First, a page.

Trevisa was born at Trevessa in the parish of St Enoder in mid-Cornwall, and was a native Cornish speaker. He was educated at Exeter College, Oxford, and became Vicar of Berkeley, Gloucestershire, chaplain to the 5th Lord Berkeley, and Canon of Westbury on Trym.
He translated for his patron the Polychronicon of Ranulf Higden, adding remarks of his own, and prefacing it with a Dialogue on Translation between a Lord and a Clerk. He likewise made various other translations, including Bartholomaeus Anglicus' On the Properties of Things (De Proprietatibus Rerum), a medieval forerunner of the encyclopedia.
A fellow of Queen's College, Oxford from 1372–76 at the same time as John Wycliff and Nicholas of Hereford, Trevisa may well have been one of the contributors to the Early Version of Wycliffe's Bible. The preface to the King James Version of 1611 singles him out as a translator amongst others at that time: "even in our King Richard the second's days, John Trevisa translated them [the Gospels] into English, and many English Bibles in written hand are yet to be seen that divers translated, as it is very probable, in that age". Subsequently he translated a number of books of the Bible into French for Lord Berkeley, including a version of the Book of Revelation, which his patron had written up onto the ceiling of the chapel at Berkeley Castle. Trevisa's reputation as a writer rests principally on his translations of encyclopaedic works from Latin into English, undertaken with the support of his patron, Thomas (IV), the fifth Baron Berkeley, as a continuous programme of enlightenment for the laity.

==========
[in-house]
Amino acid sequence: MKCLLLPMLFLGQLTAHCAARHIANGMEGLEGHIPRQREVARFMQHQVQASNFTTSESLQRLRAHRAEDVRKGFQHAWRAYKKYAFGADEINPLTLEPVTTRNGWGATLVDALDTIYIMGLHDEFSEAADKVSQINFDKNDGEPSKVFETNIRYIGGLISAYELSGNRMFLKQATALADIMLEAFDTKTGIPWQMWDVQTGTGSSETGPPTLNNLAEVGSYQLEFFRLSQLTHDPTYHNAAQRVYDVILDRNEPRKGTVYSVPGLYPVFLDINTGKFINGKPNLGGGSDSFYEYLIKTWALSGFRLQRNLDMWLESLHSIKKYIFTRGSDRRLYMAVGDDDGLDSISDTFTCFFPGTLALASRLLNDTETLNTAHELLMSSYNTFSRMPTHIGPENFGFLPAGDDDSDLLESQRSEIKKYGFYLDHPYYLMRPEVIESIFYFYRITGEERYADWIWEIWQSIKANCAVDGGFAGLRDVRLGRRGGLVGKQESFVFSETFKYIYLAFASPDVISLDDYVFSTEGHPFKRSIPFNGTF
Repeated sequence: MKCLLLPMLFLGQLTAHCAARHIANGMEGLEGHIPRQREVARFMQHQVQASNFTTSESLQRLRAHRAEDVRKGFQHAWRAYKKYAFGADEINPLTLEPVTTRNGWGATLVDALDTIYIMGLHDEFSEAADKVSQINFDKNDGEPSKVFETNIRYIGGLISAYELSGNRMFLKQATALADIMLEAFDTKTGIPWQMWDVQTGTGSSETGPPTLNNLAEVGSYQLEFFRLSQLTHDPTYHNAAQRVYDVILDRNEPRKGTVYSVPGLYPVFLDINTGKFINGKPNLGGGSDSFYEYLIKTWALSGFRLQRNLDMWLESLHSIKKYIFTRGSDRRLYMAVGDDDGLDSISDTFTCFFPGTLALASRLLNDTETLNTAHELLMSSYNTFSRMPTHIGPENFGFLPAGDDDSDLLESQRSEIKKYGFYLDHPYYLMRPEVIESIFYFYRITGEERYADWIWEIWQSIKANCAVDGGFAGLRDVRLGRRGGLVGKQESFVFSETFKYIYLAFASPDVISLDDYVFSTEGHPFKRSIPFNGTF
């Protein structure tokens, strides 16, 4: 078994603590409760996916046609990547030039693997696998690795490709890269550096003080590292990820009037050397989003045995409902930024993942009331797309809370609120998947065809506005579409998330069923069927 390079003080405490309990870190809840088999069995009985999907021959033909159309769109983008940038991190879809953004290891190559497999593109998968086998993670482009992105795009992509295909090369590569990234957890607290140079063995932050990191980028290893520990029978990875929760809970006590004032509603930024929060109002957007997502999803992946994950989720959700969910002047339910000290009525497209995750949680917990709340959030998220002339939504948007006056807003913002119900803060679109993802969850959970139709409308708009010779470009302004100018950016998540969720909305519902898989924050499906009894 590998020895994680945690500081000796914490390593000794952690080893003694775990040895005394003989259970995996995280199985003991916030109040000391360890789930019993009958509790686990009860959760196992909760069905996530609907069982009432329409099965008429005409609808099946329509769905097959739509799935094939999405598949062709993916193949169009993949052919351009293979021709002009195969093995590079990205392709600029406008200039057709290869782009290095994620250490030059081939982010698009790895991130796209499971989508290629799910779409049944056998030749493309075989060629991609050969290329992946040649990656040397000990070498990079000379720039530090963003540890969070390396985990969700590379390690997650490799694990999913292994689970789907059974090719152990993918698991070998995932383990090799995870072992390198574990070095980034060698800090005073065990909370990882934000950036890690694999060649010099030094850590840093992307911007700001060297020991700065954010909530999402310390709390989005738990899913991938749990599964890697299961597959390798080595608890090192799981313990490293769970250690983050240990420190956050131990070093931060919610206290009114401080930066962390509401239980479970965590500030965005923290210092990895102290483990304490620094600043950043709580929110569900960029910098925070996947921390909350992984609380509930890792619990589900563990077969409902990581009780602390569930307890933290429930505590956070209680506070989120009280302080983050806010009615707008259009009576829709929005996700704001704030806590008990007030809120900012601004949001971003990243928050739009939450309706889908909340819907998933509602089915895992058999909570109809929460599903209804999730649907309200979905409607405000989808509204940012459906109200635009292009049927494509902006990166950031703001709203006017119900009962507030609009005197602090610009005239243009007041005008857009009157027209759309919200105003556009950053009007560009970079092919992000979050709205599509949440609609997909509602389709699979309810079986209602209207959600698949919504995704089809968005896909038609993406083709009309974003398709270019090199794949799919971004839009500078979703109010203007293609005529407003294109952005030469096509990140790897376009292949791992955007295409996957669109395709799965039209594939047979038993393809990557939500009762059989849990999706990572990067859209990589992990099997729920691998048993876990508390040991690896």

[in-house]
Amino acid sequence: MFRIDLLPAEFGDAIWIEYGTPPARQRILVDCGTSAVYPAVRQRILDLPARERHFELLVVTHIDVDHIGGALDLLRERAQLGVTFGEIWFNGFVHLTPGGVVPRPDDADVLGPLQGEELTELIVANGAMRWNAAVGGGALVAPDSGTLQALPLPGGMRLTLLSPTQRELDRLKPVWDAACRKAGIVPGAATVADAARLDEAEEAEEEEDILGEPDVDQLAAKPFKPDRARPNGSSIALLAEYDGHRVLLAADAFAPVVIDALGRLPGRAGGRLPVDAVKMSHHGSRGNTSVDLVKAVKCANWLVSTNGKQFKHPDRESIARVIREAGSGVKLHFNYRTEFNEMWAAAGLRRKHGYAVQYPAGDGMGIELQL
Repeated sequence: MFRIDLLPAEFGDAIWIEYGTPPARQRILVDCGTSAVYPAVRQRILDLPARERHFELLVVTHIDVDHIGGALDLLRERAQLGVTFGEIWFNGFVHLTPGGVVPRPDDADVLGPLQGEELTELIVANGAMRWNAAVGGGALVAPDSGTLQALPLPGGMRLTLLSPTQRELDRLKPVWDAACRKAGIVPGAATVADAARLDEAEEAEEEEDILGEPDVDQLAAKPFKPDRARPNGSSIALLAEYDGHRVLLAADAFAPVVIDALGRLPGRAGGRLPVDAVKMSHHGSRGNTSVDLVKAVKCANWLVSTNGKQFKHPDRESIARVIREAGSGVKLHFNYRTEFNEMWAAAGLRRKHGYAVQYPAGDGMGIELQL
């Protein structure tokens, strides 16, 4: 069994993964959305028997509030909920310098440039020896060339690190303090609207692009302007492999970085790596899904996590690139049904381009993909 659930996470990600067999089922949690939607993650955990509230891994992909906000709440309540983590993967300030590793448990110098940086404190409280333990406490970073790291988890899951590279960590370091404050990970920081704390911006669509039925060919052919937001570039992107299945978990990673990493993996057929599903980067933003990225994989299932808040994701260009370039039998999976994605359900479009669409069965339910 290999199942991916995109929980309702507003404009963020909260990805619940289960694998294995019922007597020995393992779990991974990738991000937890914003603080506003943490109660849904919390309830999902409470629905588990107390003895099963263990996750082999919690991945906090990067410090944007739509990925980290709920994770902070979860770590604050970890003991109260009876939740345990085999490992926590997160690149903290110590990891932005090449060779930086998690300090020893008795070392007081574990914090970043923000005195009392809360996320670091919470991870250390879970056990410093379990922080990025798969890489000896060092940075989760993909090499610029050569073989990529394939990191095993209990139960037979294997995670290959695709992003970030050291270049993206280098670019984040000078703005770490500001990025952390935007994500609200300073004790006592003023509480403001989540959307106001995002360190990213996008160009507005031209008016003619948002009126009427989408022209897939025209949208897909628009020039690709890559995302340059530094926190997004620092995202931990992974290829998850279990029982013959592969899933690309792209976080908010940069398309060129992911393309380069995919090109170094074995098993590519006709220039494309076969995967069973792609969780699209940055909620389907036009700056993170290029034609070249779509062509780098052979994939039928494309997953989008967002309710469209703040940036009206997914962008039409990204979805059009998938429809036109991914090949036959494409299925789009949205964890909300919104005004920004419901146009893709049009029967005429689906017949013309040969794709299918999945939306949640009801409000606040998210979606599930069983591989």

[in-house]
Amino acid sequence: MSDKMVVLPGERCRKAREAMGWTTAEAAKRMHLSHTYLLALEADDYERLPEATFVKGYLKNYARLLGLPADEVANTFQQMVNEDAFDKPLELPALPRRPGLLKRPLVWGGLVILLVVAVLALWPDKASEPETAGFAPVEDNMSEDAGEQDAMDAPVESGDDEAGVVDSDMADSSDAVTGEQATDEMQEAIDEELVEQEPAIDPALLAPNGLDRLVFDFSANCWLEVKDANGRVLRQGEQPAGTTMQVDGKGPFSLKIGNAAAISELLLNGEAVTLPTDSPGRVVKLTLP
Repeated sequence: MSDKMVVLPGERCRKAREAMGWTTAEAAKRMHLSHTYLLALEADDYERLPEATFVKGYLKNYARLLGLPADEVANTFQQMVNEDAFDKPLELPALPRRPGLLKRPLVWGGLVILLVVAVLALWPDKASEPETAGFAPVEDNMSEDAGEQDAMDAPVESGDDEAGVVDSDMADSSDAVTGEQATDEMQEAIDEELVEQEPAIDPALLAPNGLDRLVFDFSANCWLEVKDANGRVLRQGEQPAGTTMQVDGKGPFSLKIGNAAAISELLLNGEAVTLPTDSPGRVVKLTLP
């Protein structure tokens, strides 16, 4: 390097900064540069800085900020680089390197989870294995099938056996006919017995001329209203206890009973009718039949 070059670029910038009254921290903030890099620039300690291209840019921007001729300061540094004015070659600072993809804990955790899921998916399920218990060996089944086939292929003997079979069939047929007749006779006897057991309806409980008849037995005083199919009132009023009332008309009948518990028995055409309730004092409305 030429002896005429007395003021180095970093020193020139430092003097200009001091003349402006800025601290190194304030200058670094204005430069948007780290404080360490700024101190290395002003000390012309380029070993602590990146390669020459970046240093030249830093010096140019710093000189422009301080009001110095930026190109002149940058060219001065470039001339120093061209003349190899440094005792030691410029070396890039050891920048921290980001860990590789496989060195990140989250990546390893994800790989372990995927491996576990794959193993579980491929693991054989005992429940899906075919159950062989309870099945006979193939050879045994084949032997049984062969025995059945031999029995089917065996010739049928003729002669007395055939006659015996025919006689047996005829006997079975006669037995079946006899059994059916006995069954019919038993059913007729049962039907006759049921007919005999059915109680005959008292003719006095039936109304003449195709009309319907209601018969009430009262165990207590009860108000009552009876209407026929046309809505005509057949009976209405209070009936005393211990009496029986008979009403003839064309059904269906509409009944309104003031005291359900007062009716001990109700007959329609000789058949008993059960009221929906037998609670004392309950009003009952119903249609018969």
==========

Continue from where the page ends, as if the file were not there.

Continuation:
John Trevisa is the 18th most frequently cited author in the Oxford English Dictionary and the third most frequently cited source for the first evidence of a word (after Geoffrey Chaucer and the Philosophical Transactions of the Royal Society).
He was the father of Mary Trevisa with his wife, Amicia.